The book of Esther in the Bible can almost be read like a novel. Think about it all the elements are there. She is an orphan girl who rises from her past to become queen. Isn’t that stuff that fairy tales are written about. It is almost like she is the Cinderella of the Bible. She hides her real identity just like Cinderella so that no harm will come to her. Just like in every fairy tale, there is a villain who the main object in life is to destroy the innocent. But just like in every fairy tale there is a happy ending for Esther because she believes not only in herself but also her God.
She understood that the trials that she was going through would be hard, but she also knew that if she obeyed God that things would turn out alright. She didn’t once think twice about the future but relied on the assurance of God.
The story of Esther is one that speaks to me in volume. Several years ago, I was going through some trials of my own. It just seemed like everything that could go wrong did go wrong. No matter what I did things appeared to go from bad to worse. It started in January of that year; I received a call from the school that my then 12-year-old daughter, had two seizures at school. One within minutes of the other. She had never had a seizure before so we immediately picked her up from school and called the doctor’s office. The nurse at the physician’s office uttered words that no parent wants to hear. “Take her to the ER immediately.” After months of doctors appointments and tons of test and a scare with the results of her MRI (showing a mass possible tumor), we finally get a proper diagnosis Epilepsy.
After months of going to school half days which cut our income in half because I was unable to work, she was finally given the approval to go back to school full-time. Thinking that finally, things are starting to look up; I was excited that not only would she be able to go back to school full-time after Spring Break, but that I would be able to go back to teaching. But sadly, that plan was thrown out the window when our car was rear-ended by a truck the day before Spring break was about to start.
This led to months of doctors appointments and ultimately surgery for me because as a result of the accident I had a torn rotator cuff. Finally, the shoulder was on the mend, but then probably the most devastating thing happened. My dad who was and will always be my hero was told that he didn’t have that much longer to live.
You see he had battled since 2002 with Non-Hodgkin’s lymphoma, but it had slowly turned into SLL (Simple Lymphatic Leukemia). As I watched my dad, my hero, slowly slip away, I questioned why God was allowing this to happen to us? Didn’t God love us? One of my friends told me that during our biggest time of trials that is when God is calling us nearer to him.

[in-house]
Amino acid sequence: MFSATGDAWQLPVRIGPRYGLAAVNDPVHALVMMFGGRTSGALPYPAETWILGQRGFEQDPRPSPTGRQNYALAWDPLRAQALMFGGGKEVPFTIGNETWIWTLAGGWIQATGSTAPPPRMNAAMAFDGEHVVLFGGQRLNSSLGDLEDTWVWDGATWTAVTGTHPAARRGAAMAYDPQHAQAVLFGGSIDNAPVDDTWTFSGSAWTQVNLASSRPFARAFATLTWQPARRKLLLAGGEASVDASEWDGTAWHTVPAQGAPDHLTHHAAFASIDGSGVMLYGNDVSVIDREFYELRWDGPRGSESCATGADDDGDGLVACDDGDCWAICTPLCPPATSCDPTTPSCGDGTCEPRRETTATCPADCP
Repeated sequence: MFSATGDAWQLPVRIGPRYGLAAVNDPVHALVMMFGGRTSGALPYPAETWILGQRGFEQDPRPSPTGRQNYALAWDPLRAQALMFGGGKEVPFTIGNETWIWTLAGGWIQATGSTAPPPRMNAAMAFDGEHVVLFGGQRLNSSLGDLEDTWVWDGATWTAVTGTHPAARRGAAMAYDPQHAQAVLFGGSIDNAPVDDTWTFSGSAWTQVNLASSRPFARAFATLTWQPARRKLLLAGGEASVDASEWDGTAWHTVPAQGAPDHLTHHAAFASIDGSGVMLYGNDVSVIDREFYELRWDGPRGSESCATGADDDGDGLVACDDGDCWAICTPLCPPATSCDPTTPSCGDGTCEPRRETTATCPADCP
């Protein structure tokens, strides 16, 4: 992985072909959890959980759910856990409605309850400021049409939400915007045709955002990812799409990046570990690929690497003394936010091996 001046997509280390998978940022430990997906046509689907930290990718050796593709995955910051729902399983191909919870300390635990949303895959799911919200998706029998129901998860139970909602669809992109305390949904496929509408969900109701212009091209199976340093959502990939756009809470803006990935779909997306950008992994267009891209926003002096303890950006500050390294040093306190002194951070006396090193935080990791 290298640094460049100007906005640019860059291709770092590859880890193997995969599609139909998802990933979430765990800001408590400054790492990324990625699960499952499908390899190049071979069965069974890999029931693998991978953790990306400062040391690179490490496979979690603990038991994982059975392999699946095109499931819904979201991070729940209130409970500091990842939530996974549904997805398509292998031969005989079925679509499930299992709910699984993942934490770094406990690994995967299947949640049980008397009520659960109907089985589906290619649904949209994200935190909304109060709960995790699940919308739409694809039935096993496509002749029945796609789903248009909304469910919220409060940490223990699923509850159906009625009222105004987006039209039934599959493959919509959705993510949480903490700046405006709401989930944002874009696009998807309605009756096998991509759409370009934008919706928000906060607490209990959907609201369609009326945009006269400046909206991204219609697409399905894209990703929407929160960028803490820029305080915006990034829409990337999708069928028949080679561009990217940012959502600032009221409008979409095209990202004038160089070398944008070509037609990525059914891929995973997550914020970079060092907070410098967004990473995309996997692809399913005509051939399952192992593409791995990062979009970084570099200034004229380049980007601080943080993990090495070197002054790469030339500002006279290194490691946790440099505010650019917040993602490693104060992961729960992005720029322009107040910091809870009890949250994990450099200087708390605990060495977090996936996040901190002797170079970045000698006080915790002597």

That is when I started reading my Bible on a daily basis. Before I had read it whenever it fits into my schedule but this time I made my schedule around my daily time with God. That is when I discovered the story of Esther and realized that God is bigger than any problem or emotion that I might face.
God stood by Esther just like He will stand by me if I let Him in. All I have to do is ask. Watching my dad slowly slip away from us, being put into the hospital, then a nursing home and finally into a hospice facility. I drew strength from Esther’s journey. I knew that God would protect me and guide me through the loss of my dad. As my dad’s days on earth drew to a close, my eyes fell on this from the book of Esther.
[info_box type=”gray_box”]For how can I bear to see disaster fall on my people? How can I bear to see the destruction of my family?” -Esther 8:6 [/info_box]
Because to me losing my dad was the certain destruction of my family, he was the glue that held us together, but as I delved deeper into the chapter, I realized that my dad’s life was a legacy for us. It wasn’t until he passed away that we realized what an impact he had on the community. To me, he was just my dad and my hero, but to others in the community, he was a hero as well. He fought for veteran’s rights and well as the rights of the visually impaired. He learned from his circumstances ( being the oldest of 8 kids who was brought up by a single mom, who later in life became blind.). He decided that he wasn’t going to let his upbringing define him, that he was going to learn from it. And that he did. He left an enormous legacy.
To this day, when I hear of people in need, I help whether it is making blessing bags to keep in the car to hand out to the homeless, donating books to a local library, donating clothes and baby items to local pregnancy center, even collecting and donating used bras to a group that wants to stop human trafficking. It has made me look for ways to help others and in doing that I have found my own kind of fairy tale. I have found myself and the joy that comes from helping others.